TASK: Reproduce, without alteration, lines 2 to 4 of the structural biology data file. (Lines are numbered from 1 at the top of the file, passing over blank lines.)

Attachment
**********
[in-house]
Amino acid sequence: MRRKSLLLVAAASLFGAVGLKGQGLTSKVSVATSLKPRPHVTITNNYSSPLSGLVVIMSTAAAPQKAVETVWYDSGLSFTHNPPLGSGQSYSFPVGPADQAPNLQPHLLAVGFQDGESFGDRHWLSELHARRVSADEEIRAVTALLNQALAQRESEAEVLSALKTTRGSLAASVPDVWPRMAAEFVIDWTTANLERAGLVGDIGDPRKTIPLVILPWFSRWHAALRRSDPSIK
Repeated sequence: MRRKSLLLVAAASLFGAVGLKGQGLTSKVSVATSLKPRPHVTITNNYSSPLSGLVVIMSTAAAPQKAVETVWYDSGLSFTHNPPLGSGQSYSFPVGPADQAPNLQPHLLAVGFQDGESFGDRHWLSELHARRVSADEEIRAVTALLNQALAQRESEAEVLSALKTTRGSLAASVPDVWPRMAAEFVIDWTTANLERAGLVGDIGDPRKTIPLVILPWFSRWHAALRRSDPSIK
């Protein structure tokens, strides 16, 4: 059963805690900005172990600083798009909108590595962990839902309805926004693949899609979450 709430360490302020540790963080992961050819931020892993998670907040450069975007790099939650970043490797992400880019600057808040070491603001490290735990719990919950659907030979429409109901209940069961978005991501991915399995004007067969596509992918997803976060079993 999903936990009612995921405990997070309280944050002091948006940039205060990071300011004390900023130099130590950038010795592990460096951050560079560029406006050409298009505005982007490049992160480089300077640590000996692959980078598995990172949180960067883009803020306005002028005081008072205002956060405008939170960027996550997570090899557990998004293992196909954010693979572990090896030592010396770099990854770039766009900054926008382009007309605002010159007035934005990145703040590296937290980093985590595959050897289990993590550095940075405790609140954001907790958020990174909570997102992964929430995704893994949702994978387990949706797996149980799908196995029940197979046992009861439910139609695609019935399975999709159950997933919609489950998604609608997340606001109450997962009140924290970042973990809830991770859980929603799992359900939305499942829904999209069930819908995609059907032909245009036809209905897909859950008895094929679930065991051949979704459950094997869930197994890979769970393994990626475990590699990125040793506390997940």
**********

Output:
Amino acid sequence: MRRKSLLLVAAASLFGAVGLKGQGLTSKVSVATSLKPRPHVTITNNYSSPLSGLVVIMSTAAAPQKAVETVWYDSGLSFTHNPPLGSGQSYSFPVGPADQAPNLQPHLLAVGFQDGESFGDRHWLSELHARRVSADEEIRAVTALLNQALAQRESEAEVLSALKTTRGSLAASVPDVWPRMAAEFVIDWTTANLERAGLVGDIGDPRKTIPLVILPWFSRWHAALRRSDPSIK
Repeated sequence: MRRKSLLLVAAASLFGAVGLKGQGLTSKVSVATSLKPRPHVTITNNYSSPLSGLVVIMSTAAAPQKAVETVWYDSGLSFTHNPPLGSGQSYSFPVGPADQAPNLQPHLLAVGFQDGESFGDRHWLSELHARRVSADEEIRAVTALLNQALAQRESEAEVLSALKTTRGSLAASVPDVWPRMAAEFVIDWTTANLERAGLVGDIGDPRKTIPLVILPWFSRWHAALRRSDPSIK
């Protein structure tokens, strides 16, 4: 059963805690900005172990600083798009909108590595962990839902309805926004693949899609979450 709430360490302020540790963080992961050819931020892993998670907040450069975007790099939650970043490797992400880019600057808040070491603001490290735990719990919950659907030979429409109901209940069961978005991501991915399995004007067969596509992918997803976060079993 999903936990009612995921405990997070309280944050002091948006940039205060990071300011004390900023130099130590950038010795592990460096951050560079560029406006050409298009505005982007490049992160480089300077640590000996692959980078598995990172949180960067883009803020306005002028005081008072205002956060405008939170960027996550997570090899557990998004293992196909954010693979572990090896030592010396770099990854770039766009900054926008382009007309605002010159007035934005990145703040590296937290980093985590595959050897289990993590550095940075405790609140954001907790958020990174909570997102992964929430995704893994949702994978387990949706797996149980799908196995029940197979046992009861439910139609695609019935399975999709159950997933919609489950998604609608997340606001109450997962009140924290970042973990809830991770859980929603799992359900939305499942829904999209069930819908995609059907032909245009036809209905897909859950008895094929679930065991051949979704459950094997869930197994890979769970393994990626475990590699990125040793506390997940």